• For Basic mode, a language equivalent copy of ONLY dialog tasks and message nodes is created. Nothing else is copied over to the new language. The assumption is that the user wants to add their own training, FAQ, etc. for the new language.
    image
  • For Advanced Mode, as I have chosen (see above), you can select if you need other things like FAQ, their answers, Small-Talks, Training, Ontology, and Traits will be ‘copied’ to the new Language equivalent.
  • It is important to note that these will ONLY be copied and not be translated during this step of enabling a new language.
  • However, since the NLU language is English, for most of the cases the translation from German to English → Analysis by the NLP engine in English → Respond back - will work.
  • What if I had selected German as the NLU language? In that case, the bot would look for German translations of the ML, updated patterns, and German FAQs in the German version of the bot. Since while enabling a new language, the messages, ML, etc will be just copied from the base language. Everything will need to be translated into German manually.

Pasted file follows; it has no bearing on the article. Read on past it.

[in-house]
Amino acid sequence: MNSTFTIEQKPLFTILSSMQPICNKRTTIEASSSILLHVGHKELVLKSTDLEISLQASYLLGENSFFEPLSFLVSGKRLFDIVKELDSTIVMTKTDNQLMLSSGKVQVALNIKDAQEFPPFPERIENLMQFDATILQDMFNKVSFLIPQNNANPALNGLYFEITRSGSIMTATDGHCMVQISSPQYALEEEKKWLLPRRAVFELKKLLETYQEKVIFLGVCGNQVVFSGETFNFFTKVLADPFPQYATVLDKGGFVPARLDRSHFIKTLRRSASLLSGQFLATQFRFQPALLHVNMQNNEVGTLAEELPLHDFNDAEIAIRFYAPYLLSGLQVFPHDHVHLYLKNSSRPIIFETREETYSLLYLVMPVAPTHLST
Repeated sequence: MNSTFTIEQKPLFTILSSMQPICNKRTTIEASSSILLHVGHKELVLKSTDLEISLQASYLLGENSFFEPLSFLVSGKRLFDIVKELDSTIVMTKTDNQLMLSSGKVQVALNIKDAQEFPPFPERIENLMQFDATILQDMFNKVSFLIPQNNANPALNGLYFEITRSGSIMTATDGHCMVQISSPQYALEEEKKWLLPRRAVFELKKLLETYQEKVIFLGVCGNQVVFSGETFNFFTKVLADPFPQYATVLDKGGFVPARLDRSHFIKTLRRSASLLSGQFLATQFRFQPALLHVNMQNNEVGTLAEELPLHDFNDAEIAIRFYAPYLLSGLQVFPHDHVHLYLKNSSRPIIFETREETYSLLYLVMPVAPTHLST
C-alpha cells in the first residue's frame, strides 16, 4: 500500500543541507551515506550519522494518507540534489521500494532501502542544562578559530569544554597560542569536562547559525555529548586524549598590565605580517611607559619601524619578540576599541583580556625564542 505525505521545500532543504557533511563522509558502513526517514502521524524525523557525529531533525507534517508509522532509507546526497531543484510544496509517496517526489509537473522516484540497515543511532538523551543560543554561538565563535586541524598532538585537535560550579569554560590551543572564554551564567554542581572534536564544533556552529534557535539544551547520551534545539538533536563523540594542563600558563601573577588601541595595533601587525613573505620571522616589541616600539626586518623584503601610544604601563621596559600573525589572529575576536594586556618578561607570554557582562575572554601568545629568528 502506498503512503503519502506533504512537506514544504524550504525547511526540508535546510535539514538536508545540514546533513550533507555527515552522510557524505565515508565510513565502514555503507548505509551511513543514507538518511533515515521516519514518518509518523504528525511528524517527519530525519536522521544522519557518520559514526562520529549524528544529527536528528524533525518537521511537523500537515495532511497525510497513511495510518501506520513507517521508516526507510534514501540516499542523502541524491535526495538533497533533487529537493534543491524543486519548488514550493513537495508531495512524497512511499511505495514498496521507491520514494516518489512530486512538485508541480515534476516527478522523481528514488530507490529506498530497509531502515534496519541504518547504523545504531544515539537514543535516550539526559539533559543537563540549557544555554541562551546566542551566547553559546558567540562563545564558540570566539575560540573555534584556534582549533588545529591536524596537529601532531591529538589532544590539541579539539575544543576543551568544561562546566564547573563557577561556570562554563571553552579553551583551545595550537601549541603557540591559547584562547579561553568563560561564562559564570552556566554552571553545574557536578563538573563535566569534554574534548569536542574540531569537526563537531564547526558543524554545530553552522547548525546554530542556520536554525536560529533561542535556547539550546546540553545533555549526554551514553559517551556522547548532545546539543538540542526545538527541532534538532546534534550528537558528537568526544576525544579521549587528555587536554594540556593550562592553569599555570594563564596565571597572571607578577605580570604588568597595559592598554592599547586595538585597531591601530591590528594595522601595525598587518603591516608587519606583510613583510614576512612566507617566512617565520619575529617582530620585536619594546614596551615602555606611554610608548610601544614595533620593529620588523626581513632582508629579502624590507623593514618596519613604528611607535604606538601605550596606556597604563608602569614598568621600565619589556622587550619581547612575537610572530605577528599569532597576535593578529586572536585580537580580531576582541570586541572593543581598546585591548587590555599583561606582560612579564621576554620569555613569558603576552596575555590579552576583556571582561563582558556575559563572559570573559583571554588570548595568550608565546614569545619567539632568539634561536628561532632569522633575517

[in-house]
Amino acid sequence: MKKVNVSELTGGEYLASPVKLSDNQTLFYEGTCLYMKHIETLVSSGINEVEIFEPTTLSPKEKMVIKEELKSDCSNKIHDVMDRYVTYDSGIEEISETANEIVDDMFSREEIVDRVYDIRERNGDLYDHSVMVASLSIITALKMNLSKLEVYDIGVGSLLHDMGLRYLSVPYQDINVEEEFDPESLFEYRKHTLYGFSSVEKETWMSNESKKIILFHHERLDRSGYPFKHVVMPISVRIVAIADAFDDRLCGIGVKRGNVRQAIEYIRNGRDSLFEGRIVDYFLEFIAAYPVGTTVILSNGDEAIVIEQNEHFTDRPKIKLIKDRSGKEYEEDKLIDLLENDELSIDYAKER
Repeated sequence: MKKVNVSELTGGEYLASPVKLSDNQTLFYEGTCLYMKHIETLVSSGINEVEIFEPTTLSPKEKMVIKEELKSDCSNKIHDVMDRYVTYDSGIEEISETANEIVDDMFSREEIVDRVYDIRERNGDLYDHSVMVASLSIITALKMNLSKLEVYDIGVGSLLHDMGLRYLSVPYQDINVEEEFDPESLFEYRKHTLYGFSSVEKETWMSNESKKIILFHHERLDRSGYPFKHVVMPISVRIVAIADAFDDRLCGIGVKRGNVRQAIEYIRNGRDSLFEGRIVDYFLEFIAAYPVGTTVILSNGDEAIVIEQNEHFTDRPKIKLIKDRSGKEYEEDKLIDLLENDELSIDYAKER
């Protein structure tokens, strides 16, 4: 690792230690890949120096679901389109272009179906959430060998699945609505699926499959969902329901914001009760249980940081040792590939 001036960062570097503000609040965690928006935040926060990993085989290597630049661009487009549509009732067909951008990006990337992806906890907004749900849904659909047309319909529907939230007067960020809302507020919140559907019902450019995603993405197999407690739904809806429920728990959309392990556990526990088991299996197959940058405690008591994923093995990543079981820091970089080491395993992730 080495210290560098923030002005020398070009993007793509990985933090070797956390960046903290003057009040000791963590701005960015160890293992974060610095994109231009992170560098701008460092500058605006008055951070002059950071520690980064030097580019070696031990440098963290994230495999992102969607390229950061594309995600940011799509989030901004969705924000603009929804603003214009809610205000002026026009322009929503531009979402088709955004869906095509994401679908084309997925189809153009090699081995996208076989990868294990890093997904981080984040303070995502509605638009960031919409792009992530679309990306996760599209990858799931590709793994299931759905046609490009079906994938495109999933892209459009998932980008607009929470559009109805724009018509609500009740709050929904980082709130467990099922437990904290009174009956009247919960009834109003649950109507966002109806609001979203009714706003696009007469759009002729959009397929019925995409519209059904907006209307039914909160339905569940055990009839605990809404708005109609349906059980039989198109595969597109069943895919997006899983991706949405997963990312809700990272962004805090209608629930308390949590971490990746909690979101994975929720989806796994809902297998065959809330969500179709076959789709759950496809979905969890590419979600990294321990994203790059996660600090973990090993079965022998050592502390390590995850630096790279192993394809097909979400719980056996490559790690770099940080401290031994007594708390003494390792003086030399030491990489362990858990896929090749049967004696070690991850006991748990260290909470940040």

• I want my responses to be translated into the current non-default language, and I would not like to spend time translating them. So, I am using this option of ‘Enable Runtime Response Translation’ that will help auto-translate the bot responses. But please note, it works for plain text responses. For JavaScript response, the bot will need a proper usage of something like koreUtil.autoTranslate as mentioned above. Without that, you may not see the responses getting translated.
  • A special note on Multilingual NLU language: In case, Multilingual is selected in the NLU model
    image
    the inputs are NOT translated. Multilingual is a vast collection of common user inputs and phrases in numerous languages. So, the bot will directly check against the multilingual database. This is the reason why with this NLU language, you will not get the option to auto-translate user inputs. It is not required.

    This use case is typically for the organizations which do not allow their user utterances to go to third-party translators like Google/Microsoft/Others. So, with this setting, you will NOT need any API key.